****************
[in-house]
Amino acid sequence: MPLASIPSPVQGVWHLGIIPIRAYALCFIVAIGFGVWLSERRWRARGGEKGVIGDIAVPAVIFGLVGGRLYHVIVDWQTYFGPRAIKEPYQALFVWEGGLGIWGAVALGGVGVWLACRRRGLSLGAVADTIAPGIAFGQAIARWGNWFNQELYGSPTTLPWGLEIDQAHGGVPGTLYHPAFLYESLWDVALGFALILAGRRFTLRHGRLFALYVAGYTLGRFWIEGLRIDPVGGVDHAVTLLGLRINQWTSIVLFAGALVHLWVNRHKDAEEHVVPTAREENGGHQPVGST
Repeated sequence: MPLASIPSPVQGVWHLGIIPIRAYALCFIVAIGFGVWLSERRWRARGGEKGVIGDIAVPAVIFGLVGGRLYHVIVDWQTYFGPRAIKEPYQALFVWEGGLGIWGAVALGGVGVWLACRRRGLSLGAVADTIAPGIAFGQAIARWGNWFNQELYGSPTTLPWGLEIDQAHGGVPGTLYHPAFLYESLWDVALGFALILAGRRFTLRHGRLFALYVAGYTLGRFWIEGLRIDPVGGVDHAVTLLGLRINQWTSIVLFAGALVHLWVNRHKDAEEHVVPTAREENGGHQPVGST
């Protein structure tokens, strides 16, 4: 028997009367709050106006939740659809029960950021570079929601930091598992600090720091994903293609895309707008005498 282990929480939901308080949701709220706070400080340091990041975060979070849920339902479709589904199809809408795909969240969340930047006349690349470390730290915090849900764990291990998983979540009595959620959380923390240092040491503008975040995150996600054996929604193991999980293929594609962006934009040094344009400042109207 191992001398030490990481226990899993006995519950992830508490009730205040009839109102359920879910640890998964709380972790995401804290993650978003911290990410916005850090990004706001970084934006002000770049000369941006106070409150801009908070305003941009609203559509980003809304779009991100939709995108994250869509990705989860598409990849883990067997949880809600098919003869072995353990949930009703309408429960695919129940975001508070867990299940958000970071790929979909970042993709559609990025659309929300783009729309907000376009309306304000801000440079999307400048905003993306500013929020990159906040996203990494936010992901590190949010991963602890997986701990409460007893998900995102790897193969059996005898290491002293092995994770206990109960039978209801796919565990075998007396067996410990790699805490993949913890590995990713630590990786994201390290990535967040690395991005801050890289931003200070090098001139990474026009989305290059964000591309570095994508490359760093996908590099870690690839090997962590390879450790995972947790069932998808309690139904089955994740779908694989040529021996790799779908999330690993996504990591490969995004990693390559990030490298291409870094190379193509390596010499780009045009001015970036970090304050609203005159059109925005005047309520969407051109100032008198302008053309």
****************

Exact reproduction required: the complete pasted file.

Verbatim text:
[in-house]
Amino acid sequence: MPLASIPSPVQGVWHLGIIPIRAYALCFIVAIGFGVWLSERRWRARGGEKGVIGDIAVPAVIFGLVGGRLYHVIVDWQTYFGPRAIKEPYQALFVWEGGLGIWGAVALGGVGVWLACRRRGLSLGAVADTIAPGIAFGQAIARWGNWFNQELYGSPTTLPWGLEIDQAHGGVPGTLYHPAFLYESLWDVALGFALILAGRRFTLRHGRLFALYVAGYTLGRFWIEGLRIDPVGGVDHAVTLLGLRINQWTSIVLFAGALVHLWVNRHKDAEEHVVPTAREENGGHQPVGST
Repeated sequence: MPLASIPSPVQGVWHLGIIPIRAYALCFIVAIGFGVWLSERRWRARGGEKGVIGDIAVPAVIFGLVGGRLYHVIVDWQTYFGPRAIKEPYQALFVWEGGLGIWGAVALGGVGVWLACRRRGLSLGAVADTIAPGIAFGQAIARWGNWFNQELYGSPTTLPWGLEIDQAHGGVPGTLYHPAFLYESLWDVALGFALILAGRRFTLRHGRLFALYVAGYTLGRFWIEGLRIDPVGGVDHAVTLLGLRINQWTSIVLFAGALVHLWVNRHKDAEEHVVPTAREENGGHQPVGST
């Protein structure tokens, strides 16, 4: 028997009367709050106006939740659809029960950021570079929601930091598992600090720091994903293609895309707008005498 282990929480939901308080949701709220706070400080340091990041975060979070849920339902479709589904199809809408795909969240969340930047006349690349470390730290915090849900764990291990998983979540009595959620959380923390240092040491503008975040995150996600054996929604193991999980293929594609962006934009040094344009400042109207 191992001398030490990481226990899993006995519950992830508490009730205040009839109102359920879910640890998964709380972790995401804290993650978003911290990410916005850090990004706001970084934006002000770049000369941006106070409150801009908070305003941009609203559509980003809304779009991100939709995108994250869509990705989860598409990849883990067997949880809600098919003869072995353990949930009703309408429960695919129940975001508070867990299940958000970071790929979909970042993709559609990025659309929300783009729309907000376009309306304000801000440079999307400048905003993306500013929020990159906040996203990494936010992901590190949010991963602890997986701990409460007893998900995102790897193969059996005898290491002293092995994770206990109960039978209801796919565990075998007396067996410990790699805490993949913890590995990713630590990786994201390290990535967040690395991005801050890289931003200070090098001139990474026009989305290059964000591309570095994508490359760093996908590099870690690839090997962590390879450790995972947790069932998808309690139904089955994740779908694989040529021996790799779908999330690993996504990591490969995004990693390559990030490298291409870094190379193509390596010499780009045009001015970036970090304050609203005159059109925005005047309520969407051109100032008198302008053309």